Features

Marc Jenkins – Asurion

Streamlining to save

“Transform the way the company works” was the directive given to Marc Jenkins when he arrived at work in January of 2018.

Not that Nashville-based Asurion wasn’t working well; the privately held technology solutions provider being a successful $8 billion operation. But there’s always room for improvement in the areas of financial management, process improvement and knowledge management practices, says Jenkins.

Marc Jenkins – Asurion

“Much is already underway, and we’ve set some benchmarks. Now we’re working on strategy, hiring and optimization for 2020. It’s all systems go,” he explains.

Bucket brigade

Jenkins’ projects fall into three “buckets,” as he calls them: financial management, process improvement and knowledge management, most of which have been addressed with clever technology and align with Corporate Legal Operations Consortium (CLOC) core competencies and the Association of Corporate Counsel (ACC) maturity model.

In January, Jenkins rolled out Legal Tracker software to streamline billing. In less than a year it cut the invoice turnaround time from between 30 and 60 days to just nine. (The industry average is 22 days, he says.) In addition to saving considerable administrative and attorney time, the software can compile reports, which, can be leveraged for additional efficiencies.

“It has taken a time consuming, manual process and made it fast by automating workflows,” Jenkins says, noting that in the past employees had to go through a lengthy process of tracking down attorneys for billing reviews. “Before there was not a real system at all, and now everything is in there.”

A similar triumph, he says, was the rollout of TransPerfect, which takes complex global compliance documents, regulatory materials, licensing agreements and other standard contracts and makes them understandable to attorneys around the globe. It also synthesizes documentation to align with his company’s policies and objectives.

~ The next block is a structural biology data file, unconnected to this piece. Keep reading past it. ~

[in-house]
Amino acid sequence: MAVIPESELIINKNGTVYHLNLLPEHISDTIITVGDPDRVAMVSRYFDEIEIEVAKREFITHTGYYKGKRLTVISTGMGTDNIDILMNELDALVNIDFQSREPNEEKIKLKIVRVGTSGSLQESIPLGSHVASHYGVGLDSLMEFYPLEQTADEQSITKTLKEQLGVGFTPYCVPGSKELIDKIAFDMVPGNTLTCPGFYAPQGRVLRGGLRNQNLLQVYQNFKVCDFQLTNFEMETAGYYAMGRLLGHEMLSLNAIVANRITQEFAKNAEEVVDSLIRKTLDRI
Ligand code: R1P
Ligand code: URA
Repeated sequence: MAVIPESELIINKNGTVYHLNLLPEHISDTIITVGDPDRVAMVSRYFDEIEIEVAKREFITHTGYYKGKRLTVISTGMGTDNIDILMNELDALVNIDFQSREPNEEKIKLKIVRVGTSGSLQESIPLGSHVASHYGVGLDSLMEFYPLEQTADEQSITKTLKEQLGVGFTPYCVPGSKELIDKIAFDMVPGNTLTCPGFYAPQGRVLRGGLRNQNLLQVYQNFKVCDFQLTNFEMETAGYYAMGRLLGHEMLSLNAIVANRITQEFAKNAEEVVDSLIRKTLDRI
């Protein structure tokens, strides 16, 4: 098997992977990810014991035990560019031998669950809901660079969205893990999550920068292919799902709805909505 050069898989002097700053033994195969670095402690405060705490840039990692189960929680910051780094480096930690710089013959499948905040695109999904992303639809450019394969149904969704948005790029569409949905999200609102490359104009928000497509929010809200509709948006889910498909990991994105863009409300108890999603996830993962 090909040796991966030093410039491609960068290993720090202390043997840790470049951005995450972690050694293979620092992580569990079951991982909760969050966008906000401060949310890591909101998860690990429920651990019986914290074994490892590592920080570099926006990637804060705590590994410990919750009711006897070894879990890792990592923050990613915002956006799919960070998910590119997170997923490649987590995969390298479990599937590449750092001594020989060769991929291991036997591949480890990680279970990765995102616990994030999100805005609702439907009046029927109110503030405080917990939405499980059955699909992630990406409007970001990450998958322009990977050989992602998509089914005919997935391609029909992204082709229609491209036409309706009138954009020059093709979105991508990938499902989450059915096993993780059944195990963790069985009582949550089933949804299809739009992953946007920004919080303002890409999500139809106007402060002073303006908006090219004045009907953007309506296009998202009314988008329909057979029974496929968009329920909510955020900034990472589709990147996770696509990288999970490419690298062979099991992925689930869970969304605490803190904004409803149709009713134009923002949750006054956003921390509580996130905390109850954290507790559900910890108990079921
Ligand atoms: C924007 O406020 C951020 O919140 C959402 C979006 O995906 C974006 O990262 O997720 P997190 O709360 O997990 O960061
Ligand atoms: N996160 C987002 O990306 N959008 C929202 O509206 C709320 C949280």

With TransPerfect rolled out in 2018, Asurion went from 17 vendors carrying out translation tasks to having a preferred vendor, saving between $50,000 and $100,000 in the process to date.

“We’ve expanded its use this year to our marketing operations and other internal groups where we expect to see similar savings,” Jenkins says.

Beyond sticky notes

When it came to workflow management around the office, Jenkins says the company used to be defined by a sea of sticky notes.

But after a brief period of testing earlier this year, Asurion began using the workflow management tool Xakia to better track the work of employees and reallocate resources to areas of the company that needed them. In the span of three months, this department tripled the number of matters being managed through the system to 1,200.

“We can start taking in data and make better decisions about the work we are doing, or hiring the people we need,” Jenkins says.

Knowledge is power, if you know how to use it

Interestingly, in 2013 Asurion had purchased a knowledge management system (KMS) called GEMS, specifically for managing information associated with its entities and directors, and officers of those entities.

Key company data was stored there for cross-functional use by finance, accounting, tax, licensing and underwriting. But nobody was using it. Only one person knew how—and then she left. So Asurion managers were lost.

“The turnaround time could vary from two hours to a week, depending who was in the office,” Jenkins says. Now more people are allowed access to the system and can pull the information themselves, with 92 percent of the logins being people who didn’t have access before.

The result of the technology upgrades, Jenkins says, is not only measured by workflow efficiencies and cost savings, but in time employees can devote to other projects.

“Take for example, developing and negotiating contracts through tools such as Contract Express and DocJuris. With templates and software in place, the work can be given to junior attorneys and paralegals which will allow senior attorneys more time to focus on strategy, not software and minutiae,” he says.

Southern semantics

Jenkins started his educational pathway at the University of Mississippi, graduating in 1999 magna cum laude with a bachelor’s degree in philosophy and earning his law degree at Vanderbilt University Law School in 2003. Later, he washed in with the Crimson Tide to the University of Alabama, where he earned a master’s degree in taxation, cum laude in 2007.

In the course of his legal career he logged in eight years—five as partner—at Hubbard, Berry & Harris starting in 2005. In 2013 he took his first general counsel and executive vice president role at Cicayda, a position he held for nearly three years.

Rounding out his experience, Jenkins served as an adjunct professor of Law at Vanderbilt for five years starting in 2013, before becoming the director of legal operations as senior counsel at Asurion in 2018.

“I think what helped me was my work at a software startup, Cicayda, from 2013 to 2016 where I discovered more about operating in the legal space,” Jenkins says, adding that piloting and testing projects in that environment gave him freedom. “I learned the importance of spending time in design and development and really focusing on the end users … and developed a mindset that learning is the key to innovation.”

Published on: November 7, 2019

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